In accordance with another embodiment of the invention, a lightweight sintered aggregate is disclosed comprising IBA and PFA. A mixture of the IBA and the PFA is sintered at a temperature to form the sintered lightweight aggregate. The PFA may comprise Class F PFA. The IBA may comprise from about 5% to about 95% by dry weight of the mixture and the PFA may comprise from about 95% to about 5% by dry weight of the mixture. Preferably the IBA comprises from about 30% to about 70% by dry weight of the mixture and the PFA comprises from about 70% to about 30% by dry weight of the mixture. More preferably, the IBA comprises from about 30% to about 50% by dry weight of the mixture and the PFA comprises from about 70% to about 50% by dry weight of the mixture. Most preferably, the IBA comprises about 40% by dry weight of the mixture and the PFA comprises about 60% by dry weight of the mixture. The lightweight sintered aggregate of this embodiment may have a water absorption of less than about 40%. It may also be chemically inert.
In accordance with another embodiment, an aggregate is disclosed comprising IBA and PFA. The aggregate may comprise a pyroprocessed pellet comprising a mixture of the IBA and the PFA. The pyroprocessed pellet may have a diameter of from about 2 mm to about 30 mm. The pellet may be sintered or vitrified. The aggregate may be lightweight or normal weight.
Embodiments of the invention may provide substantial economic and environmental benefits by reducing the dependence of IBA and PFA, as well as activated carbon waste, on landfill disposal, and providing an alternative to the depletion of natural resources in the search for aggregate raw materials.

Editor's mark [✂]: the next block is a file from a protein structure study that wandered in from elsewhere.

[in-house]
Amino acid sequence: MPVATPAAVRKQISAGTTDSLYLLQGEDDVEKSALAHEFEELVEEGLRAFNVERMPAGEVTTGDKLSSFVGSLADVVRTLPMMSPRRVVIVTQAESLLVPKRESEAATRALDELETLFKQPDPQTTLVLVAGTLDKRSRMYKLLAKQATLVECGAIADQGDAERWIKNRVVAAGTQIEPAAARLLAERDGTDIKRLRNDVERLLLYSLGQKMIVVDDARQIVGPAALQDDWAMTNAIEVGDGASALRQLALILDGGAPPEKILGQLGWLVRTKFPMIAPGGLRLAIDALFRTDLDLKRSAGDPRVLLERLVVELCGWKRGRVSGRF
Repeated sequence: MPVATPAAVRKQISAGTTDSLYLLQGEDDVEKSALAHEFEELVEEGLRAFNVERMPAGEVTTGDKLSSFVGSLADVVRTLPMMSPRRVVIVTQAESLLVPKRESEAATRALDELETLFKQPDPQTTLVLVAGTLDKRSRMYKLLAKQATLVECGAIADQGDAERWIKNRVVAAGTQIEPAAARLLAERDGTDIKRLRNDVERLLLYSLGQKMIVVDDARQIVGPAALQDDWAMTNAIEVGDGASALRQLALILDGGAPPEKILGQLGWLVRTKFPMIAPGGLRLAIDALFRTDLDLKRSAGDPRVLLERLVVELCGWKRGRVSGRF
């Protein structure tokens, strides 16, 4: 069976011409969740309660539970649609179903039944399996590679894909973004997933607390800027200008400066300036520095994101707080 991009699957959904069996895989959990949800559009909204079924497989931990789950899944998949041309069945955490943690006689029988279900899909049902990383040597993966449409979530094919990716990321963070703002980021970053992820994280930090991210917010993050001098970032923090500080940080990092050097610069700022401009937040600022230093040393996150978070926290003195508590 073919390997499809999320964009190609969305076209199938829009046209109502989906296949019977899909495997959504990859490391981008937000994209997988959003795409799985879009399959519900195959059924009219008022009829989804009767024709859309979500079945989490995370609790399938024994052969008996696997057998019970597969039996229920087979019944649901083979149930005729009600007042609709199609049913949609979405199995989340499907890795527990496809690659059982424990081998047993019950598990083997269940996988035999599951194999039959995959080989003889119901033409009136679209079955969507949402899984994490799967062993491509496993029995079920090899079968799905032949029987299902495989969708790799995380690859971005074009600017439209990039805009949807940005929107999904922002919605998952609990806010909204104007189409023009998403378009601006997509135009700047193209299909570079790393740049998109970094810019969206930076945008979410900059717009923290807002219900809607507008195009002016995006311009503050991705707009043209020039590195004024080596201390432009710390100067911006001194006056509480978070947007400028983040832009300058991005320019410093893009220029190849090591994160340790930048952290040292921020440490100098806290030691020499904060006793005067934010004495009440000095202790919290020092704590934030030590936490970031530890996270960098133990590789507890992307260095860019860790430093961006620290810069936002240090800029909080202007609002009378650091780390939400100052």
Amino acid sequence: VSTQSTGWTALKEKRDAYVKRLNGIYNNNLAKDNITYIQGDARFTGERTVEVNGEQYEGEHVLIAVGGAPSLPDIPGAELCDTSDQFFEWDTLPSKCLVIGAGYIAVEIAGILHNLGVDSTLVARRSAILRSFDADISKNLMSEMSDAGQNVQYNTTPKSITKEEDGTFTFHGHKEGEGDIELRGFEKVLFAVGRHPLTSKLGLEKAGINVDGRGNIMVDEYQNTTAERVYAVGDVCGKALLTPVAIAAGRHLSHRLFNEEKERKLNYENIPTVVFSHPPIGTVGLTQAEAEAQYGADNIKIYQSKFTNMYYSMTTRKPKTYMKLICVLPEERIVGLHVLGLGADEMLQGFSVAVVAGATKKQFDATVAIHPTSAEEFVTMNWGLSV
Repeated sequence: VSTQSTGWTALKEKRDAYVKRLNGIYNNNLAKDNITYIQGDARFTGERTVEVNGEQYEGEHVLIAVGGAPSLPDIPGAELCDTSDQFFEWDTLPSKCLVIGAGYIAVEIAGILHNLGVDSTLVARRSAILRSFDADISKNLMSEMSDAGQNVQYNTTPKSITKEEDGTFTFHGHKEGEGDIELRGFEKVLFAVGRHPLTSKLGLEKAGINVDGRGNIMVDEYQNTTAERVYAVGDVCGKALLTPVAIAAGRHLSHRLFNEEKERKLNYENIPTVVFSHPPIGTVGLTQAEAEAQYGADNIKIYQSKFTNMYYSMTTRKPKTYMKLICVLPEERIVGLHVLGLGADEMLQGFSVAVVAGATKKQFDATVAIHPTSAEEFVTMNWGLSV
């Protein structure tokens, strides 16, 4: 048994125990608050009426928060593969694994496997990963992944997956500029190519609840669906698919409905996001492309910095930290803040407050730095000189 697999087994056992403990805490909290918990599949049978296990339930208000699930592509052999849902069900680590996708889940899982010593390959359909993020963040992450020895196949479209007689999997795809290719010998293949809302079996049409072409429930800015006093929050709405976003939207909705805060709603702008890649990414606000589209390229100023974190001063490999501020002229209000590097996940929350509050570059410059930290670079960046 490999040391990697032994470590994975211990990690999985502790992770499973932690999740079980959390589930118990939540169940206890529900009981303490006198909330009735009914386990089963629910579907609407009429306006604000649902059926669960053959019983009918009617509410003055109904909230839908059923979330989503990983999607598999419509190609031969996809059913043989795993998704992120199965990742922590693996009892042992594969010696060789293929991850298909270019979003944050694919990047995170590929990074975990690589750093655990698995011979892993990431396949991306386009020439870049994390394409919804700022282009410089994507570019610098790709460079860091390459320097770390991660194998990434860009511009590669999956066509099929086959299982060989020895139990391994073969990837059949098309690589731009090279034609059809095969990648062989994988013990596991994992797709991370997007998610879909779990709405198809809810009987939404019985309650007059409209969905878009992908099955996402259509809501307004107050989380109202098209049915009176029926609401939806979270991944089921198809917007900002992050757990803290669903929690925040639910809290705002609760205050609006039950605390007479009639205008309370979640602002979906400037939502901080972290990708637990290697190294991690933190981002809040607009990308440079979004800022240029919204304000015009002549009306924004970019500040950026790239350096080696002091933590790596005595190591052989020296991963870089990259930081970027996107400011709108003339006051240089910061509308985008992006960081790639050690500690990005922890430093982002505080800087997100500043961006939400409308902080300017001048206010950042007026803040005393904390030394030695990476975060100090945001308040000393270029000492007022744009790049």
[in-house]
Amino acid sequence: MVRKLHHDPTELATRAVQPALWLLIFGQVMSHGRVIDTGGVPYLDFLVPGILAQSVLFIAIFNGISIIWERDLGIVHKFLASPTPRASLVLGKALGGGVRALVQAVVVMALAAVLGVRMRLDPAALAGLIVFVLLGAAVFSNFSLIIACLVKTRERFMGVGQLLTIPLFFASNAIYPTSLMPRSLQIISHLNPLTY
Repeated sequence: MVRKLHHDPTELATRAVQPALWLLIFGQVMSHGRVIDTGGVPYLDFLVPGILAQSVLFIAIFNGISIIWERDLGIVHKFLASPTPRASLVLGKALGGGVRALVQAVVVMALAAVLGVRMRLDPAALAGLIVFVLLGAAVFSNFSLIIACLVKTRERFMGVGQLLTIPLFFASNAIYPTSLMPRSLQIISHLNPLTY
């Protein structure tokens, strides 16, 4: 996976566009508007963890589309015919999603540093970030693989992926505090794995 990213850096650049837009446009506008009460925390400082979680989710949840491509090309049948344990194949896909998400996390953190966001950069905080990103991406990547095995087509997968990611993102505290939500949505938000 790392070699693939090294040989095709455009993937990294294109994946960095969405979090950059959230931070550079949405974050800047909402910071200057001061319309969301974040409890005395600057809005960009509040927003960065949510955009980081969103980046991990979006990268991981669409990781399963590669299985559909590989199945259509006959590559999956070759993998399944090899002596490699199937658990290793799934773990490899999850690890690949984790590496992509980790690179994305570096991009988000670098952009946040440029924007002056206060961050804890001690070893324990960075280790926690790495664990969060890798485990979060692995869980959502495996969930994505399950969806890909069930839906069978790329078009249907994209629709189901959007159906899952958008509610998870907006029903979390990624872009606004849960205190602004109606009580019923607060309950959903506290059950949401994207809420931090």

In accordance with embodiments of the invention, PFA is added to IBA to improve the densification behavior of IBA with temperature, despite the high flux components and variations in the composition of IBA, enabling better control over the aggregate production process.
Density increases with temperature from 1,060° C. to 1,100° C. because in this temperature range, as the product sinters, the fluxing agents in the IBA melt to form a liquid phase that fills pores between particles in the IBA through capillary action. Density increases as pores are filled and the volume of the sample decreases. In addition, smaller particles in the liquid phase diffuse toward the larger particles. The melted materials form a rigid, glassy, amorphous skeleton or matrix upon hardening. As the processing temperature increases, more of the compounds in the IBA melt, substantially eliminating all the pores and forming a larger glassy, crystalline solid matrix. At the temperature of maximum densification, essentially all of the pores in the sample are filled and the product is vitrified.
Density decreases with temperature from 1,100° C. to 1,120° C. because further temperature increases result in sample melting and bloating. Bloating is caused by the entrapment of gases in the melted liquid phase, resulting from volatilization of certain components of the sample. The entrapped gases form pores.
As shown in
PFA comprises more refractory minerals, such as silica and alumina, and more particularly quartz and mullite, and lesser amounts of fluxing agents, such as calcium, magnesium, potassium, and sodium oxides, than IBA. It has been found that mixing IBA with PFA in specific proportions modifies the rapid densification behavior of IBA in a predictable manner, resulting in a broader temperature interval between the initial softening, sintering, and melting of the material sample by changing the chemical composition and mineralogy of the material. Since refractory minerals in the PFA sinter and melt at higher temperatures due to their higher melting points than the fluxing agents in the IBA, as the amount of PFA added to the IBA increases, the mixture sinters and melts at higher temperatures.